Bombing suspect's family accused city of discrimination

Story highlights

  • The Rahami family runs the First American Fried Chicken restaurant in Elizabeth, New Jersey
  • They filed a lawsuit in 2011 alleging discrimination and harassment from the city and police

(CNN)Bombing suspect Ahmad Khan Rahami's family accused the city of Elizabeth, New Jersey, and its police department in 2011 of discrimination and harassment.

The Rahami family runs the First American Fried Chicken restaurant in Elizabeth. In 2011, the city council voted to close the restaurant at 10 p.m. because of "all the people hanging out there" around the clock, Elizabeth Mayor J. Christian Bollwage said Monday.
    Owner Mohammad Rahami and his two sons filed a lawsuit claiming the city conspired to "discriminate" and "illegally harass" them by subjecting them to citations for allegedly violating a city ordinance on hours of operation.
    The case alleged the Rahamis were "threatened and harassed" by a police officer. It argues that officers and city representatives said "the restaurant presented a danger to the community."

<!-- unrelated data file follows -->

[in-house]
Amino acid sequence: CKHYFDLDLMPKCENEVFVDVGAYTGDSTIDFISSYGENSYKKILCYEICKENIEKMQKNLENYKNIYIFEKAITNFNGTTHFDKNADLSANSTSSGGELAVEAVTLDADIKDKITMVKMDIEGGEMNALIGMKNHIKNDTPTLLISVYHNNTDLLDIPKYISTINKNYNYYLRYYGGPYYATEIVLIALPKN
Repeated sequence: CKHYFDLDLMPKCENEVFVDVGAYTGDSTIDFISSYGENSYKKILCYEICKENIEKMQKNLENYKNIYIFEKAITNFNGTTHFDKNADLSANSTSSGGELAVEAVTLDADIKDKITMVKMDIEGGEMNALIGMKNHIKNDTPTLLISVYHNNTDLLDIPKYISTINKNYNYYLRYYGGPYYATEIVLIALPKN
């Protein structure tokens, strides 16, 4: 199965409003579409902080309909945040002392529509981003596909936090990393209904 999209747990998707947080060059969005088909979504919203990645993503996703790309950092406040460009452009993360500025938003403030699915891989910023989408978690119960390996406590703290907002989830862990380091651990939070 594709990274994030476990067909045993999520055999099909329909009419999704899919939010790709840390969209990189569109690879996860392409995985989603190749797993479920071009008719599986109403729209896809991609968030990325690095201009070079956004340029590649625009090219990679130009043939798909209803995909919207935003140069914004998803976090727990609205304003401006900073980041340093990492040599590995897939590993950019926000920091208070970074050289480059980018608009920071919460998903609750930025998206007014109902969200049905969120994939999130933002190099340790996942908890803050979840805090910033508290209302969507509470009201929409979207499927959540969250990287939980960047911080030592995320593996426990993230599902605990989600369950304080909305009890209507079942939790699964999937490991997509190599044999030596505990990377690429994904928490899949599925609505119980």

It also accused a neighboring business owner of telling the Rahamis that "Muslims make too much trouble in this country" and "don't belong here."
    The defendants, including police officers and city officials, denied the allegations.
    Federal court records show the case ended in a "statistical closing." Bollwage said Monday the 2012 ruling on the case favored the city, adding that the family's restaurant was "disruptive in the city for many, many years."
    Zobyedh Rahami, believed to be Ahmad Rahami's sister, posted on Facebook asking for privacy on Monday.
    "I would like people to respect my family's privacy and let us have our peace after this tragic time," she wrote.
    Since the bombings, Yelp users have posted scores of negative reviews on First American Fried Chicken's page that include Islamophobic insults and other derogatory remarks.
    In a pop-up ad on the restaurant's page, Yelp acknowledged the wave of negative reviews, warning users that some reviews may be deleted if they were "motivated more by the news coverage itself than the reviewer's personal consumer experience with the business."